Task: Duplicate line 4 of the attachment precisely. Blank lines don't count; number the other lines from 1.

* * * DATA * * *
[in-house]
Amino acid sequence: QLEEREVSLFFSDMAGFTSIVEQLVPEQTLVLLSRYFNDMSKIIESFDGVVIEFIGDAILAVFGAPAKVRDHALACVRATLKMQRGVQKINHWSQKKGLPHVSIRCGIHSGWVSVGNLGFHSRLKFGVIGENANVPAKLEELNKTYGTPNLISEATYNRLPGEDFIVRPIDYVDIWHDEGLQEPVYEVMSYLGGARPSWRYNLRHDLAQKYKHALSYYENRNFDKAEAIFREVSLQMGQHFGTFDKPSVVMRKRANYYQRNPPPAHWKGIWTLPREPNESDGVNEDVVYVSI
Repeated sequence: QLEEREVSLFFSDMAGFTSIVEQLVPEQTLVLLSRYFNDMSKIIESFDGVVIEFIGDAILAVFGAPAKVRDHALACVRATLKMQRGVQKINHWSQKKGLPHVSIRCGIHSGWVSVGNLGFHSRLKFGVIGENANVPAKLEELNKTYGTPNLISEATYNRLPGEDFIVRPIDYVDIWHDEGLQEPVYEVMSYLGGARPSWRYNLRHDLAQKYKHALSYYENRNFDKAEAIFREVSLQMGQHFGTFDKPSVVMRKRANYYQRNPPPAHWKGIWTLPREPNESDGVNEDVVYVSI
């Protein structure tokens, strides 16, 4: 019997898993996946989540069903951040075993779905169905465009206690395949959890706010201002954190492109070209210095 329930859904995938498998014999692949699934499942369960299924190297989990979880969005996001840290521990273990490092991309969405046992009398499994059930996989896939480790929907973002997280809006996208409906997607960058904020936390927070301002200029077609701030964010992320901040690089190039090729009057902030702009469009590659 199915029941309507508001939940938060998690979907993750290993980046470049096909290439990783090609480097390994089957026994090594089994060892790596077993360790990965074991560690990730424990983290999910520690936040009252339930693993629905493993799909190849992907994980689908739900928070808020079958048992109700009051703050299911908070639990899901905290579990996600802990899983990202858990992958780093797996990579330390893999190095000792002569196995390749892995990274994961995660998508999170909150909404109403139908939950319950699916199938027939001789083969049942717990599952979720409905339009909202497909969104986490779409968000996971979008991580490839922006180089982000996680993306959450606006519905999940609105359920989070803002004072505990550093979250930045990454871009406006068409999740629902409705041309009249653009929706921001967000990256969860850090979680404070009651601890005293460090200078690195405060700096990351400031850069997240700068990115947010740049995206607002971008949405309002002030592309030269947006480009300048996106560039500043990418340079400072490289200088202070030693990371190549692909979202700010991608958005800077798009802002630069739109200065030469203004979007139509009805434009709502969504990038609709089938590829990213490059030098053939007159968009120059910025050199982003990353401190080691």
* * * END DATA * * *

């Protein structure tokens, strides 16, 4: 019997898993996946989540069903951040075993779905169905465009206690395949959890706010201002954190492109070209210095 329930859904995938498998014999692949699934499942369960299924190297989990979880969005996001840290521990273990490092991309969405046992009398499994059930996989896939480790929907973002997280809006996208409906997607960058904020936390927070301002200029077609701030964010992320901040690089190039090729009057902030702009469009590659 199915029941309507508001939940938060998690979907993750290993980046470049096909290439990783090609480097390994089957026994090594089994060892790596077993360790990965074991560690990730424990983290999910520690936040009252339930693993629905493993799909190849992907994980689908739900928070808020079958048992109700009051703050299911908070639990899901905290579990996600802990899983990202858990992958780093797996990579330390893999190095000792002569196995390749892995990274994961995660998508999170909150909404109403139908939950319950699916199938027939001789083969049942717990599952979720409905339009909202497909969104986490779409968000996971979008991580490839922006180089982000996680993306959450606006519905999940609105359920989070803002004072505990550093979250930045990454871009406006068409999740629902409705041309009249653009929706921001967000990256969860850090979680404070009651601890005293460090200078690195405060700096990351400031850069997240700068990115947010740049995206607002971008949405309002002030592309030269947006480009300048996106560039500043990418340079400072490289200088202070030693990371190549692909979202700010991608958005800077798009802002630069739109200065030469203004979007139509009805434009709502969504990038609709089938590829990213490059030098053939007159968009120059910025050199982003990353401190080691």